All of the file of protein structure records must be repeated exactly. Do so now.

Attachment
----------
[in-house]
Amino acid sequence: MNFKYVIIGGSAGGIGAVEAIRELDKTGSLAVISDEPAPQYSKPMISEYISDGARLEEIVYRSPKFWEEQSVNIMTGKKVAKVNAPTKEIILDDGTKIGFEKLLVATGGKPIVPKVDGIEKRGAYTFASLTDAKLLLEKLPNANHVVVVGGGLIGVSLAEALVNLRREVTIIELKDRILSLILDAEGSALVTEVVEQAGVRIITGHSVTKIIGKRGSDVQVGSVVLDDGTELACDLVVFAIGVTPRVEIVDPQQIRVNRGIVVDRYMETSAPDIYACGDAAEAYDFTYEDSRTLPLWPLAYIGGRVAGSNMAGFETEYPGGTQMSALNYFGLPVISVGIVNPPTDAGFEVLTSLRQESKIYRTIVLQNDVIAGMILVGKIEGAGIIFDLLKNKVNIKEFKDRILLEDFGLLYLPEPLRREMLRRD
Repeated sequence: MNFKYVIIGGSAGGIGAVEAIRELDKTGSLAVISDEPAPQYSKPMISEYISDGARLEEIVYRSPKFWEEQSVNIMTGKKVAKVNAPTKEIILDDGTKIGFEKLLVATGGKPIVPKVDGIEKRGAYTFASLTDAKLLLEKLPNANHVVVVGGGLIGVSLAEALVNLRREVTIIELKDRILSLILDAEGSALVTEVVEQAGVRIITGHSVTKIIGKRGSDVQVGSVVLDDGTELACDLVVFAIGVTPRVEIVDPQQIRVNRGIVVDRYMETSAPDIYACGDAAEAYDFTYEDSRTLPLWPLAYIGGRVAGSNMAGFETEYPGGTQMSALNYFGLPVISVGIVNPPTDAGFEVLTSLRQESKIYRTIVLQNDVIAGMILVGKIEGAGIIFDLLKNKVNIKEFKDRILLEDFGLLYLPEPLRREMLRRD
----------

[in-house]
Amino acid sequence: MNFKYVIIGGSAGGIGAVEAIRELDKTGSLAVISDEPAPQYSKPMISEYISDGARLEEIVYRSPKFWEEQSVNIMTGKKVAKVNAPTKEIILDDGTKIGFEKLLVATGGKPIVPKVDGIEKRGAYTFASLTDAKLLLEKLPNANHVVVVGGGLIGVSLAEALVNLRREVTIIELKDRILSLILDAEGSALVTEVVEQAGVRIITGHSVTKIIGKRGSDVQVGSVVLDDGTELACDLVVFAIGVTPRVEIVDPQQIRVNRGIVVDRYMETSAPDIYACGDAAEAYDFTYEDSRTLPLWPLAYIGGRVAGSNMAGFETEYPGGTQMSALNYFGLPVISVGIVNPPTDAGFEVLTSLRQESKIYRTIVLQNDVIAGMILVGKIEGAGIIFDLLKNKVNIKEFKDRILLEDFGLLYLPEPLRREMLRRD
Repeated sequence: MNFKYVIIGGSAGGIGAVEAIRELDKTGSLAVISDEPAPQYSKPMISEYISDGARLEEIVYRSPKFWEEQSVNIMTGKKVAKVNAPTKEIILDDGTKIGFEKLLVATGGKPIVPKVDGIEKRGAYTFASLTDAKLLLEKLPNANHVVVVGGGLIGVSLAEALVNLRREVTIIELKDRILSLILDAEGSALVTEVVEQAGVRIITGHSVTKIIGKRGSDVQVGSVVLDDGTELACDLVVFAIGVTPRVEIVDPQQIRVNRGIVVDRYMETSAPDIYACGDAAEAYDFTYEDSRTLPLWPLAYIGGRVAGSNMAGFETEYPGGTQMSALNYFGLPVISVGIVNPPTDAGFEVLTSLRQESKIYRTIVLQNDVIAGMILVGKIEGAGIIFDLLKNKVNIKEFKDRILLEDFGLLYLPEPLRREMLRRD